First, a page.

As a Deputy Principal in a government high school in Australia, I was very keen to learn about the leadership and management aspects of Japanese government schools. It seems there are many similarities. The principals and deputies would love to spend more time on building capacity of staff and leading innovative learning practices but most of their time is devoted to management issues such as administration, building maintenance and day-to-day operations.
One major difference I have discovered is that to secure a promotional position, candidates must pass an exam. There does not appear to be an interview and application process.
It is also interesting to note that Japanese primary schools have a fully functional science lab for science lessons and that all teachers are expected to be able to teach the science content.
Both the teachers and leaders in the school were very interested in our pedagogy. Using inquiry based learning as a basis for developing critical thinking, is one of the major priorities in Australian and Japanese schools, and we were able to demonstrate the process in action. The Japanese lessons we observed were still very much teacher centred and so our approach generated much discussion. The teachers at the professional learning event also had questions about how to start an inquiry based approach.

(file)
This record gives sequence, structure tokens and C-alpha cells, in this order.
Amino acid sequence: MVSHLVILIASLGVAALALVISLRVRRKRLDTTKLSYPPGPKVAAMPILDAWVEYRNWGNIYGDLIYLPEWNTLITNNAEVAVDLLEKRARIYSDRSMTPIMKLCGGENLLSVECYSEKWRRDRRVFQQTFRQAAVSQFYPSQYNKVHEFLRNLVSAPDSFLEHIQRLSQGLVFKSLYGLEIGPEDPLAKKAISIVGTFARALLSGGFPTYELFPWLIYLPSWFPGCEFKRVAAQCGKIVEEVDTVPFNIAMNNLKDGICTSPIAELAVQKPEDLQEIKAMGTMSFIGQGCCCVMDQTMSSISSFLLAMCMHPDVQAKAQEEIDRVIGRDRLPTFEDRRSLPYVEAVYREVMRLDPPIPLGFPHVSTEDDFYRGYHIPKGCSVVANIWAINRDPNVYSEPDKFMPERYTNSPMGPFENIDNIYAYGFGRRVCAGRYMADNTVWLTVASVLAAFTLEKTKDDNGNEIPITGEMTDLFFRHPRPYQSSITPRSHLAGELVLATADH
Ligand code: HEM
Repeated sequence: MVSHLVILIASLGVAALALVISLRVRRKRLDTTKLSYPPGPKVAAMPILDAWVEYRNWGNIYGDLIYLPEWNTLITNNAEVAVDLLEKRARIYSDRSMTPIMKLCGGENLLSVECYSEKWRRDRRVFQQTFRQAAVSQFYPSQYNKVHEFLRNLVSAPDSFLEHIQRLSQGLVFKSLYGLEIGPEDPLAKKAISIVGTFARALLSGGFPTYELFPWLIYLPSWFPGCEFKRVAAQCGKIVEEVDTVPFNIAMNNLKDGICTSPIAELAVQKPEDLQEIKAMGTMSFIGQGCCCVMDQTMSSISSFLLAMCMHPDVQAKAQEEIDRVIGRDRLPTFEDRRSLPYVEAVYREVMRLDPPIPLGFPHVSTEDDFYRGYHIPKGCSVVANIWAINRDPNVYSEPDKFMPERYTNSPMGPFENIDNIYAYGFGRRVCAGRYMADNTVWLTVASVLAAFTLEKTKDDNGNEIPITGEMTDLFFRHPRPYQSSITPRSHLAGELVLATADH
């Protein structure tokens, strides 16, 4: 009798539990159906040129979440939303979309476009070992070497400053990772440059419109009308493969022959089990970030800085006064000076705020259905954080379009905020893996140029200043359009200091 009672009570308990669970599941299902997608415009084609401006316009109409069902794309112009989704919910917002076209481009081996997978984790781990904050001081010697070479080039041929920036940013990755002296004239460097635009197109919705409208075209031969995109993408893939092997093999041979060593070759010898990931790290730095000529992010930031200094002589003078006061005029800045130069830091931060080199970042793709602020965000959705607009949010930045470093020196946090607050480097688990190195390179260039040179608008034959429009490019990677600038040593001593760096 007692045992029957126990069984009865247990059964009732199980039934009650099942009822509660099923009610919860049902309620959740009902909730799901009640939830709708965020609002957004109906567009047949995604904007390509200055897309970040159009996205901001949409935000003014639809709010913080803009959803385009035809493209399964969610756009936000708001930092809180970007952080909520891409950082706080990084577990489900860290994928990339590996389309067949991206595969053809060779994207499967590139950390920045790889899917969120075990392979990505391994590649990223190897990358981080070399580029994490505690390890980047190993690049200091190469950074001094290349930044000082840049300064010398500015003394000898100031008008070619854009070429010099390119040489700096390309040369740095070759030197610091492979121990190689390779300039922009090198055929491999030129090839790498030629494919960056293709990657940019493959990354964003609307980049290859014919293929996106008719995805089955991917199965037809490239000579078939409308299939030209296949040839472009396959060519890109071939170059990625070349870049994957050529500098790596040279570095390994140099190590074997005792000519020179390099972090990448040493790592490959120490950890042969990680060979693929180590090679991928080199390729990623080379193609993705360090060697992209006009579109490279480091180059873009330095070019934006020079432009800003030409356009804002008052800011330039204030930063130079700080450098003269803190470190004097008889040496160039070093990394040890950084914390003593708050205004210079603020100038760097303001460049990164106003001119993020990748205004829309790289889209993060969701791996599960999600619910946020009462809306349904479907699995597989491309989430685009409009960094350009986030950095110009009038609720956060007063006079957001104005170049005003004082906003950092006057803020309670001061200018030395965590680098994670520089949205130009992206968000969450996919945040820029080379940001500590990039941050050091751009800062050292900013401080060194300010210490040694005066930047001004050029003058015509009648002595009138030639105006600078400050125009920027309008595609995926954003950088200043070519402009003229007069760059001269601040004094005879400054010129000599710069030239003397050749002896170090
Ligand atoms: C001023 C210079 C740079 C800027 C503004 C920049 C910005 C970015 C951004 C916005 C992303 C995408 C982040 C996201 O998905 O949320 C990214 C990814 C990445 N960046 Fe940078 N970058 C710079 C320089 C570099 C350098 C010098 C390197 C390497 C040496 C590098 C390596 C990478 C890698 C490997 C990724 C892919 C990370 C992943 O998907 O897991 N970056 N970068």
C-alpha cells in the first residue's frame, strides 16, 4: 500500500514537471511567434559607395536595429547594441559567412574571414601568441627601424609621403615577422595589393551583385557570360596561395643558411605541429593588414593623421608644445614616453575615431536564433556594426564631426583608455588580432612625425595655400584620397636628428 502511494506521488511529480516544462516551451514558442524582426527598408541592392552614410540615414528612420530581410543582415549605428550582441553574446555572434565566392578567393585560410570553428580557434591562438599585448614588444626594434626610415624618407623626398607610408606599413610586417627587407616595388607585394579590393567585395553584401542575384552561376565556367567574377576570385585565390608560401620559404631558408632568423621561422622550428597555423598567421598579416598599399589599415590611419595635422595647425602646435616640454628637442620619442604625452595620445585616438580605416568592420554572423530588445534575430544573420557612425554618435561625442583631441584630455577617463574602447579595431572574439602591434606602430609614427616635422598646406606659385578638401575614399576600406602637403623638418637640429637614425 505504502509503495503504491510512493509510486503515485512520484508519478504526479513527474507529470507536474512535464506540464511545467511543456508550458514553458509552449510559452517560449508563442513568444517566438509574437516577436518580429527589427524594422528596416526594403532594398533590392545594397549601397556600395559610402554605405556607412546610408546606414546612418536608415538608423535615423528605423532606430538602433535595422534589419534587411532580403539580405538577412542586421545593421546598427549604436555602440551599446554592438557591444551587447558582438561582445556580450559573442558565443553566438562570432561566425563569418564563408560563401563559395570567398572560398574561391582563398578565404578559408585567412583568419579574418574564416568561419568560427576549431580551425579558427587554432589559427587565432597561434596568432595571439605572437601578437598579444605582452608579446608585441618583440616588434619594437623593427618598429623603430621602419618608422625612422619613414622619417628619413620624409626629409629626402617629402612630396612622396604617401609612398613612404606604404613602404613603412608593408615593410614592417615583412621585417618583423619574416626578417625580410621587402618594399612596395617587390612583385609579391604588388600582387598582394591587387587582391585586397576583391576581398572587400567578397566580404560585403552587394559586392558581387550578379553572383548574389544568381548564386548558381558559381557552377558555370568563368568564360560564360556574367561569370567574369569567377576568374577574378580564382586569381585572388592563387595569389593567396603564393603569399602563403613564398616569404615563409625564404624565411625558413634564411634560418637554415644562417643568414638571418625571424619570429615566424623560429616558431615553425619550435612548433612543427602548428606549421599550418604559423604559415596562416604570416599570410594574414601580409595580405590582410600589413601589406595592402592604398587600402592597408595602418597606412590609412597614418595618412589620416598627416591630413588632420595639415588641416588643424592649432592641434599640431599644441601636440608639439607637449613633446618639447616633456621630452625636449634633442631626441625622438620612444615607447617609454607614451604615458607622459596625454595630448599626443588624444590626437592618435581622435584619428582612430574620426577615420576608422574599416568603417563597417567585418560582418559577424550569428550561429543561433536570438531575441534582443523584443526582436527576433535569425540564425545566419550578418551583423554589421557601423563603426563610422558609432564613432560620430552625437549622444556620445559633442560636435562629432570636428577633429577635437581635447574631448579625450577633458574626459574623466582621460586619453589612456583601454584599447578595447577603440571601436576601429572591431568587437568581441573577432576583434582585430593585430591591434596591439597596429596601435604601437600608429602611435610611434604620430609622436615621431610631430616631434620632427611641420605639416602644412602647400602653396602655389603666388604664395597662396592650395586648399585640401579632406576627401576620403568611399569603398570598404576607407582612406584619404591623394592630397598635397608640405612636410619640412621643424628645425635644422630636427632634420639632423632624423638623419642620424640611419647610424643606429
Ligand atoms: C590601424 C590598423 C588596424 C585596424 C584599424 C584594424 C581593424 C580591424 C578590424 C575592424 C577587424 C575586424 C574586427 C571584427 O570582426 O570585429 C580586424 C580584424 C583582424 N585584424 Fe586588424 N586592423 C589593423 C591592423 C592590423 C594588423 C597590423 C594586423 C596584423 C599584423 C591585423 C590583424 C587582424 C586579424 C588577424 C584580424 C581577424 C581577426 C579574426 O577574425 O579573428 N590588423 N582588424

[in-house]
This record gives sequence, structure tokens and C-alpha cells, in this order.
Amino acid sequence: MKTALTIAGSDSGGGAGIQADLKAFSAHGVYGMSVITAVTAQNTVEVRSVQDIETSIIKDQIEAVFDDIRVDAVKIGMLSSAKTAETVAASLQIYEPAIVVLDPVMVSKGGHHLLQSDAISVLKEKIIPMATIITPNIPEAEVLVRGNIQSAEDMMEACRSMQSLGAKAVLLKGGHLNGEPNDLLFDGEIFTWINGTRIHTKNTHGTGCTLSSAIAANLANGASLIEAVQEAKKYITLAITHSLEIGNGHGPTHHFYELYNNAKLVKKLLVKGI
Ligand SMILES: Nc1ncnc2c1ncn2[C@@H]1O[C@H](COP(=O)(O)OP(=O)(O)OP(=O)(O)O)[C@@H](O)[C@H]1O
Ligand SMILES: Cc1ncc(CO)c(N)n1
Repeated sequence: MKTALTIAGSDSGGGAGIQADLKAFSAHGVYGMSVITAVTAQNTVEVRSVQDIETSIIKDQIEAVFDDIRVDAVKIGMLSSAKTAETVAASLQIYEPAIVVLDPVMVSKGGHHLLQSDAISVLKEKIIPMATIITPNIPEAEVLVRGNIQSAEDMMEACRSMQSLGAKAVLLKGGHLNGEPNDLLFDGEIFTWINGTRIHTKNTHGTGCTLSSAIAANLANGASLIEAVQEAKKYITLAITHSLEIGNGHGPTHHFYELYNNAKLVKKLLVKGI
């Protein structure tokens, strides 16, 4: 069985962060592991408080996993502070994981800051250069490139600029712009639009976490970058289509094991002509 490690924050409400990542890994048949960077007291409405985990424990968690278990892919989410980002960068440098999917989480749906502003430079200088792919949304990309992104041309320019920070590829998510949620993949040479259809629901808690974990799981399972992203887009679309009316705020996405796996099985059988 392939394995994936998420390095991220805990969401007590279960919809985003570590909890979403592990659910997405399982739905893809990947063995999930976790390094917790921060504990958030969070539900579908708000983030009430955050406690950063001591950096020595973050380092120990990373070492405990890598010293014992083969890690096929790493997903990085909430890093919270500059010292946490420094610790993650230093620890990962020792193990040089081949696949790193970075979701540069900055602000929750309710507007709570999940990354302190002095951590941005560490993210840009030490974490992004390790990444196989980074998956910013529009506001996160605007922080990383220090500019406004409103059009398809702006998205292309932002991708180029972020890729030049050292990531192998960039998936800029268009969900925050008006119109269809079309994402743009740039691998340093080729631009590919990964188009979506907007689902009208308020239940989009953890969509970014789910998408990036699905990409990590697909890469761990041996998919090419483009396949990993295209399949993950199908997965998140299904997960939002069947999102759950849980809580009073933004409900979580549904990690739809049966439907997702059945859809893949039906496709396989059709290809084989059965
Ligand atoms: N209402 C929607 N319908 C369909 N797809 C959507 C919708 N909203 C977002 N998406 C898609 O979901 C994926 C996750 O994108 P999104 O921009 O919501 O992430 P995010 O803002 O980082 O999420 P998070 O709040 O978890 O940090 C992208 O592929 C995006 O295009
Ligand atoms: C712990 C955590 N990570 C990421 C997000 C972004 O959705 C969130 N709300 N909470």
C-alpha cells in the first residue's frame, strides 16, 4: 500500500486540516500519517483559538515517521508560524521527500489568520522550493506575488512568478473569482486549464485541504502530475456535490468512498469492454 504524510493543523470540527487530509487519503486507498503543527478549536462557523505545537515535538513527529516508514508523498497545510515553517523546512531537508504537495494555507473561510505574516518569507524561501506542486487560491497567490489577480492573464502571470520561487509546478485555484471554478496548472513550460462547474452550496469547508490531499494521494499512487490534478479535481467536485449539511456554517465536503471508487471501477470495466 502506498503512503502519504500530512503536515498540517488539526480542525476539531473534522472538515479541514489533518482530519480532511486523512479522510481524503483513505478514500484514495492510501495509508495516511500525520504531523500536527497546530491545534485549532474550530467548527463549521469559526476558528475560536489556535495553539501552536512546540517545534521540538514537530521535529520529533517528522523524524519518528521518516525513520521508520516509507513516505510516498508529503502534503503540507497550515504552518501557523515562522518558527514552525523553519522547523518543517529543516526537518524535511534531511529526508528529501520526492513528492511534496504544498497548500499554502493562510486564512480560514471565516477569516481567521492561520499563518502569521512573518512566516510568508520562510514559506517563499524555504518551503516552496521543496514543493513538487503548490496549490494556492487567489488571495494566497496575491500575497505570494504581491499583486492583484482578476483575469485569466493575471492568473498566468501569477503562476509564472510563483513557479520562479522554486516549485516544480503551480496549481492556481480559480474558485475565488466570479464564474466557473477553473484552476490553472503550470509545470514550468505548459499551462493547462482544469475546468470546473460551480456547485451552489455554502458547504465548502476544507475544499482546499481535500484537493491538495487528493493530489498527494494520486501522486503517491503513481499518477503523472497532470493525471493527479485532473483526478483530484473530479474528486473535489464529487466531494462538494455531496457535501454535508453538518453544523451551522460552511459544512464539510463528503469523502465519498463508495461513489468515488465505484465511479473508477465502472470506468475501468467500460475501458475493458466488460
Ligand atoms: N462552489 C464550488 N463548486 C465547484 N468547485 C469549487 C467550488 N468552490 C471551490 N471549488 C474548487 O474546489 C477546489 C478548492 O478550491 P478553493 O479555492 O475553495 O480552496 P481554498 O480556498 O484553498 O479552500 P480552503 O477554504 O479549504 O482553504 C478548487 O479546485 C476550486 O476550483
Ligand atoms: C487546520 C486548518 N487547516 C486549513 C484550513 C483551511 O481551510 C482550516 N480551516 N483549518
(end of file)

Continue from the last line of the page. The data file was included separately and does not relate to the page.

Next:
One innovation that the Japanese government has implemented to upskill its teachers of science in primary and junior high schools is to introduce a ‘core skills program’, where teachers undertake university certification courses including science communication, active learning in science and gifted and talented education. They then use these skills to build capacity in staff back at their own schools. There has been a high participation rate in this program, which indicates that Japanese teachers are ready and willing to develop innovative practices in their classrooms.